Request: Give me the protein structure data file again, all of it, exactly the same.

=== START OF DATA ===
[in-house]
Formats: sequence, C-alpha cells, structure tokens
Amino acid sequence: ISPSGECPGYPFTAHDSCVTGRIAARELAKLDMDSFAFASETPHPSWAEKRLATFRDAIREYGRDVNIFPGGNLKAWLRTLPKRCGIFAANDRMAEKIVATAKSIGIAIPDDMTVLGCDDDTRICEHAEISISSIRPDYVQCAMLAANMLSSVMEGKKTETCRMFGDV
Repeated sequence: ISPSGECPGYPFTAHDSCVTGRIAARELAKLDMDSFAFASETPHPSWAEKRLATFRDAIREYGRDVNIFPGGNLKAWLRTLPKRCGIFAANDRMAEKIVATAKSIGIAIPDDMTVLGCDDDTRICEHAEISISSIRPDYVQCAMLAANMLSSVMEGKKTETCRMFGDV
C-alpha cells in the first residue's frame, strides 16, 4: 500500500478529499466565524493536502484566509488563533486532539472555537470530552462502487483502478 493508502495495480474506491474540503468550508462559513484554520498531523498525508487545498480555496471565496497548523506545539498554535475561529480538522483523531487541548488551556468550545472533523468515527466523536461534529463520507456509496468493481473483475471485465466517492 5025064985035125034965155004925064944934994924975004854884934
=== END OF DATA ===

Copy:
[in-house]
Formats: sequence, C-alpha cells, structure tokens
Amino acid sequence: ISPSGECPGYPFTAHDSCVTGRIAARELAKLDMDSFAFASETPHPSWAEKRLATFRDAIREYGRDVNIFPGGNLKAWLRTLPKRCGIFAANDRMAEKIVATAKSIGIAIPDDMTVLGCDDDTRICEHAEISISSIRPDYVQCAMLAANMLSSVMEGKKTETCRMFGDV
Repeated sequence: ISPSGECPGYPFTAHDSCVTGRIAARELAKLDMDSFAFASETPHPSWAEKRLATFRDAIREYGRDVNIFPGGNLKAWLRTLPKRCGIFAANDRMAEKIVATAKSIGIAIPDDMTVLGCDDDTRICEHAEISISSIRPDYVQCAMLAANMLSSVMEGKKTETCRMFGDV
C-alpha cells in the first residue's frame, strides 16, 4: 500500500478529499466565524493536502484566509488563533486532539472555537470530552462502487483502478 493508502495495480474506491474540503468550508462559513484554520498531523498525508487545498480555496471565496497548523506545539498554535475561529480538522483523531487541548488551556468550545472533523468515527466523536461534529463520507456509496468493481473483475471485465466517492 5025064985035125034965155004925064944934994924975004854884934